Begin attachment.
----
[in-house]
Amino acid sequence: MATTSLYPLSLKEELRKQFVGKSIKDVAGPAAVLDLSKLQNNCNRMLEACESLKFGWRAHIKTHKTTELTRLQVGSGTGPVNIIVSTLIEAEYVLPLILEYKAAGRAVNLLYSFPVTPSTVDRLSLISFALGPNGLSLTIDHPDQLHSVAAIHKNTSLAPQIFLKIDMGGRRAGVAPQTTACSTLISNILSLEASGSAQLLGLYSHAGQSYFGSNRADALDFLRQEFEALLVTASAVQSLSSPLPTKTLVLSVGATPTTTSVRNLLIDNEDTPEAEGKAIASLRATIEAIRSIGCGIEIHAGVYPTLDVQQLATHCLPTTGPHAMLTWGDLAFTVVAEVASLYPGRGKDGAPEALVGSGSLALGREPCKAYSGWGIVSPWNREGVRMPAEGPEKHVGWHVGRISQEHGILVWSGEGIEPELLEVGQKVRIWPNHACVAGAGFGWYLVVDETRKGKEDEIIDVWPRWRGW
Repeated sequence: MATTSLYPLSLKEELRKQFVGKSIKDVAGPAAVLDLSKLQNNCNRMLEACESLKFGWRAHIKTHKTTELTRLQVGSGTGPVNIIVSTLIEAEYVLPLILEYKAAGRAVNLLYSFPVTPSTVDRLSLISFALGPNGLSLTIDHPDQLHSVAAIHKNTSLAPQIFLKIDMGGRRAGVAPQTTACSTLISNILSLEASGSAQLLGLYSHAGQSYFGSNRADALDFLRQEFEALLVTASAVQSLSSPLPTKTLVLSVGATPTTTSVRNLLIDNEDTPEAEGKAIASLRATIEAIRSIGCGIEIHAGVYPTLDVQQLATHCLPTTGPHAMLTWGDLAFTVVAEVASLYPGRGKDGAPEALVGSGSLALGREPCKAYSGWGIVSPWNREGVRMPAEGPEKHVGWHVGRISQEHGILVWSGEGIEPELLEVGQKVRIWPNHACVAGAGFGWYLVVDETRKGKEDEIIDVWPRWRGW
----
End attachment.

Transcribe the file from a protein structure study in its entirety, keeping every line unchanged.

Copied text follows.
[in-house]
Amino acid sequence: MATTSLYPLSLKEELRKQFVGKSIKDVAGPAAVLDLSKLQNNCNRMLEACESLKFGWRAHIKTHKTTELTRLQVGSGTGPVNIIVSTLIEAEYVLPLILEYKAAGRAVNLLYSFPVTPSTVDRLSLISFALGPNGLSLTIDHPDQLHSVAAIHKNTSLAPQIFLKIDMGGRRAGVAPQTTACSTLISNILSLEASGSAQLLGLYSHAGQSYFGSNRADALDFLRQEFEALLVTASAVQSLSSPLPTKTLVLSVGATPTTTSVRNLLIDNEDTPEAEGKAIASLRATIEAIRSIGCGIEIHAGVYPTLDVQQLATHCLPTTGPHAMLTWGDLAFTVVAEVASLYPGRGKDGAPEALVGSGSLALGREPCKAYSGWGIVSPWNREGVRMPAEGPEKHVGWHVGRISQEHGILVWSGEGIEPELLEVGQKVRIWPNHACVAGAGFGWYLVVDETRKGKEDEIIDVWPRWRGW
Repeated sequence: MATTSLYPLSLKEELRKQFVGKSIKDVAGPAAVLDLSKLQNNCNRMLEACESLKFGWRAHIKTHKTTELTRLQVGSGTGPVNIIVSTLIEAEYVLPLILEYKAAGRAVNLLYSFPVTPSTVDRLSLISFALGPNGLSLTIDHPDQLHSVAAIHKNTSLAPQIFLKIDMGGRRAGVAPQTTACSTLISNILSLEASGSAQLLGLYSHAGQSYFGSNRADALDFLRQEFEALLVTASAVQSLSSPLPTKTLVLSVGATPTTTSVRNLLIDNEDTPEAEGKAIASLRATIEAIRSIGCGIEIHAGVYPTLDVQQLATHCLPTTGPHAMLTWGDLAFTVVAEVASLYPGRGKDGAPEALVGSGSLALGREPCKAYSGWGIVSPWNREGVRMPAEGPEKHVGWHVGRISQEHGILVWSGEGIEPELLEVGQKVRIWPNHACVAGAGFGWYLVVDETRKGKEDEIIDVWPRWRGW